unsticking stuck

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There are many ways of moving forward, but only one way of standing still.

Franklin D Roosevelt

We notice stuck. When we experience it, stuck draws our attention. We can’t see past it. We feel it pinning us down. Stuck consumes us.

When we’re stuck we become blind to possibilities. Ways to move forward. Advancement. Growth. Movement. All seem out of reach when stuck grasps us.

Yet there are always more ways of moving forwards.

gone for good

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Trolley points. You know, places where you return a trolley and get your money back. You find them in car parks, on train stations, in airports. You’ve made use of the trolley as part of your journey. It served a purpose and now you’re done with it. So you can return it to a tidy spot and be reimbursed. It’s gone for good.

On life’s journey we collect stuff too, but there’s not usually somewhere handy to leave it when you’re done. You end up storing it in your head. Sometimes it comes back out and trips you up, or slows you down. Sometimes you try and lock it away in a ‘cupboard’ in a corner of your brain. You know you don’t need it, or want it again. It has served its purpose on your journey. But it won’t stay there; it keeps on returning. Like a runaway trolley hitting your shins.

Trolley point anyone?

 

tortoise beats hare at top trumps

Hare-and-tortoise-on-runn-008

At a recent coaching session, my client turned up late.  Having arrived, they immediately downloaded a lot of story.  This, that, this, that.  Fifteen minutes. I was overwhelmed by the speed and complexity of thought.  Momentarily disabled by a wave of recounted experience, judgement and self questioning by my client.

My client has a map drawn on a piece of paper.  We created it several sessions ago. It maps out their pattern of stuckness. The behaviours, thoughts, feelings, values which interconnect to create how they are.

I asked them to bring it out so that we might look at it again. We notice the pattern repeating in their story that began the session.

I then notice that there is a pattern in our coaching. We have been here before. We meet in the same room. My client, although not usually late, begins with a high octane cognitive download of what has been happening, their difficulties, their thinking and judgements of self. By the end of the session, they are calmer. They are more balanced and more present in what is true for them. Less in their busy head. Then they go out into the world and return a few weeks later so that this pattern can repeat, alongside their mapped pattern of being.

We have talked previously about mindfulness.  My client has a book. They have attended some sessions with a qualified practitioner. My client accepts they are useful, but has found it hard to find the time in their busy world. Irony of ironies.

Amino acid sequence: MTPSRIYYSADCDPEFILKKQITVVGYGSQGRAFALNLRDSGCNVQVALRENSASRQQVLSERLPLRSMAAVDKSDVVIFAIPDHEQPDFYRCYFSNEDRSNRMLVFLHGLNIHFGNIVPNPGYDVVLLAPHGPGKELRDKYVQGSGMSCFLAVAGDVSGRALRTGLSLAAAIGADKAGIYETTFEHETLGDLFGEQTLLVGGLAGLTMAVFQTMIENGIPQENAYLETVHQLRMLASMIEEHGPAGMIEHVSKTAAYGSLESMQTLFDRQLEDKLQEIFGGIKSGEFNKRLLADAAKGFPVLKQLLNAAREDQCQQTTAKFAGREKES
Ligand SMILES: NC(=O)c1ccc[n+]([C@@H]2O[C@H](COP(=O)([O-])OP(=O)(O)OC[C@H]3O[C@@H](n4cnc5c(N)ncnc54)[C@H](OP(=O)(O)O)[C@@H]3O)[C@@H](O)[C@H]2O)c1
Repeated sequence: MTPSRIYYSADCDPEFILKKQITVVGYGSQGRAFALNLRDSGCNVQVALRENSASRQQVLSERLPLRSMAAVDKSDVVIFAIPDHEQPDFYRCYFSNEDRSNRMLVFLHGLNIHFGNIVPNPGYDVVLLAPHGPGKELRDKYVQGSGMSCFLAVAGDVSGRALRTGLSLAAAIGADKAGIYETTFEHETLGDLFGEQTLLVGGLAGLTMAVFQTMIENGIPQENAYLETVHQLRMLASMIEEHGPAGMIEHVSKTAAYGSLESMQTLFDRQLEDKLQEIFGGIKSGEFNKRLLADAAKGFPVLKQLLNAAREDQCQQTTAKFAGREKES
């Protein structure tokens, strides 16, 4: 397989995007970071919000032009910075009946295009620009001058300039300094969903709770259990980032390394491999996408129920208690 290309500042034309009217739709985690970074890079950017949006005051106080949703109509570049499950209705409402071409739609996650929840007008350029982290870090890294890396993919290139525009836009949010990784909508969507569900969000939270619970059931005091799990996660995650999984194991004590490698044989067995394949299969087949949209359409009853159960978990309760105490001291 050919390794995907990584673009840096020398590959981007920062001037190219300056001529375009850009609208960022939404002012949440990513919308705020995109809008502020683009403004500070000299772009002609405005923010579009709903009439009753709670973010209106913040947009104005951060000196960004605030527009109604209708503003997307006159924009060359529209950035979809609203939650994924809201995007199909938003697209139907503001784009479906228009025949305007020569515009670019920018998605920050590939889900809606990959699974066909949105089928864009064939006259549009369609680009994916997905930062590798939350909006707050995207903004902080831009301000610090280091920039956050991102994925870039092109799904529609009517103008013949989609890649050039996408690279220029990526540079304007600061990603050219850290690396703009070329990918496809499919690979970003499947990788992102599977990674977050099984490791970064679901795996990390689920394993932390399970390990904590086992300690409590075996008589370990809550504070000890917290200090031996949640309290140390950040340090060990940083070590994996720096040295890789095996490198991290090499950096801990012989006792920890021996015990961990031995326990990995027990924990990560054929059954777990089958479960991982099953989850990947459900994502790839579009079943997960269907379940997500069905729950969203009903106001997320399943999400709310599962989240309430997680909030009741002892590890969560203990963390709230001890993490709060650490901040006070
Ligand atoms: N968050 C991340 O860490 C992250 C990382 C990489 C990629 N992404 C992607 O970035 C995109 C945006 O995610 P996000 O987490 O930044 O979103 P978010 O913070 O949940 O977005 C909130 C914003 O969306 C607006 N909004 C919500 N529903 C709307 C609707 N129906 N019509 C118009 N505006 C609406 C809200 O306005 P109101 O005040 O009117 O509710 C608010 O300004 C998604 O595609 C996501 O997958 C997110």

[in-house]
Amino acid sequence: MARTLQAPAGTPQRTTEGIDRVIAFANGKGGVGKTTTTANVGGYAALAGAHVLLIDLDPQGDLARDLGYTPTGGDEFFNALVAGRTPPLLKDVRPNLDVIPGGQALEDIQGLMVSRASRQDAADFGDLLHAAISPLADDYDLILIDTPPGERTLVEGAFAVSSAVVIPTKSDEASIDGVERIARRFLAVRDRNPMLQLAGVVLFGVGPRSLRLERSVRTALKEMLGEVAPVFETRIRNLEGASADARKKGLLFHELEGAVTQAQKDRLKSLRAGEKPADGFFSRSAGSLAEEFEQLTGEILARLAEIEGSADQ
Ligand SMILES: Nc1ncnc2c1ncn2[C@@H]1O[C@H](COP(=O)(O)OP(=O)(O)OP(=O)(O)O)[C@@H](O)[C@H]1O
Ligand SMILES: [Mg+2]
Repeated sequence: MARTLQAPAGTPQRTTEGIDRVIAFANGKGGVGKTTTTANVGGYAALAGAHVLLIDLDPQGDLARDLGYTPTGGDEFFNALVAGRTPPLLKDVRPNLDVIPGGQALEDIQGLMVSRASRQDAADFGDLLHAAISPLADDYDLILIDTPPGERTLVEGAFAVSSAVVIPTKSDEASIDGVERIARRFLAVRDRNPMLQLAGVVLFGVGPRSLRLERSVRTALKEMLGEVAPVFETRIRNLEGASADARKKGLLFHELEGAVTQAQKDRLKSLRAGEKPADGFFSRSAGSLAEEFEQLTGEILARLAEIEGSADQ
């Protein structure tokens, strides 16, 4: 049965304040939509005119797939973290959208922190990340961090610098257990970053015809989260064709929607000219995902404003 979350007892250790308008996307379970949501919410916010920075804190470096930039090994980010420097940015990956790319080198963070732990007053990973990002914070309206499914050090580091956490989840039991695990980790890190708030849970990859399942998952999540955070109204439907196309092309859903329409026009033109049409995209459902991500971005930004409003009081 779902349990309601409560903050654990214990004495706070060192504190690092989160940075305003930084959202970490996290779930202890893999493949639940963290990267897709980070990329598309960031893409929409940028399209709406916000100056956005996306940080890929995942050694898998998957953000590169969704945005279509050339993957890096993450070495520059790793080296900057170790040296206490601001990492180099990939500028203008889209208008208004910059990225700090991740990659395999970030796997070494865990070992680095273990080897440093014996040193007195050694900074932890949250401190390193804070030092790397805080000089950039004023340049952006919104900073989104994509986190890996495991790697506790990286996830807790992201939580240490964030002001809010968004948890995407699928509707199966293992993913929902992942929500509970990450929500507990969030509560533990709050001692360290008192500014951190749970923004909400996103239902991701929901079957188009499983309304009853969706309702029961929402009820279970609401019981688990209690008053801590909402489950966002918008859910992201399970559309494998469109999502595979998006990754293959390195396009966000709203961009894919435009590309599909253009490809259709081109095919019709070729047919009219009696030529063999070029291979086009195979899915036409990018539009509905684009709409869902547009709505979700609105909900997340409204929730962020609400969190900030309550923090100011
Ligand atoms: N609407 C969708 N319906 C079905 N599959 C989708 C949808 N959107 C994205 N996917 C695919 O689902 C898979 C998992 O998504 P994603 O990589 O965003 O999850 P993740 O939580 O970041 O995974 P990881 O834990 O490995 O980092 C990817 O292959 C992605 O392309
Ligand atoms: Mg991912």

I tell my client we need to break the coaching pattern.  So I offer the opportunity for them to practice their mindfulness now, without me. They look taken aback. I leave the room.

I return some minutes later.  Already they are calmer.  I invite them to walk with me.  My client sets off out of the building at pace. I walk with them but slightly slower, drawing them back a little. I explain we are going to be mindful walking for just 30 seconds, then talk. Then mindful for thirty seconds, then talk.

We practice paying attention to the physical movement of limbs as we walk. Then we talk about the experience and its relationship to their pattern. Then we walk noticing how sound and light are around us. Then we talk about the experience and its relationship to their pattern. Then we walk noticing the sound of footsteps and explore correlation to heartbeat. My client puts their hand on their chest and calibrates. Then we talk about the experience and its relationship to their pattern.  Walking the talk.

Throughout, my client walks more and more slowly. Bit by bit. Finally we pause and notice this.

Returning to the room to end the session, my client is completely different. Their experience as they reflect on the map, still on the table, is more deep, more profound, more embodied. They remain slow.

They have quietened their thinking. They have more awareness. They can see what needs to be done. They know they can achieve mindfulness in many ways in just a few moments. They discover motivation. And… they aren’t bombarding my senses with cognitive verbiage.

A top trumps victory on all fronts.  Tortoise beats hare.

 

auto pilot takes me the wrong way

be here now

I’ve moved desk over the weekend.  We have had an office re-organisation and one result is I now have a different desk position in the office.

Today I have been confused. I have entered through the wrong door, headed for the wrong part of the office, gone the wrong way for the toilet. Several times. I have been, and seemingly continue to be, befuddled.

I haven’t lost my ability to think. I still know where doors and facilities are. I can still see. Yet I keep going wrong. Ending up in the wrong place. Going the wrong way.

It serves to demonstrate how much we do on auto pilot. Without thinking; without conscious thought at least. We just set off. Our heads filled with other non geographic, navigational stuff. Thinking instead about what we will do when we arrive, or about something we mustn’t forget.

I’m sure I’ll re-calibrate. Might take a day or two. Eventually though, a new autopilot route will have been programmed. I will be free again to wander without thought, arriving at my destination with no need to engage brain or use up some of my thinking bandwidth.

Life can be like that.  Something we take for granted changes and we are momentarily discombobulated. That which needed no thought, now requires some – for us to even function. These changes aren’t always physical; about our surroundings. They can be emotional too. A new emotion emerges. An unfamiliar one. Just like a new desk position, we need to adjust. Take note. Become familiar.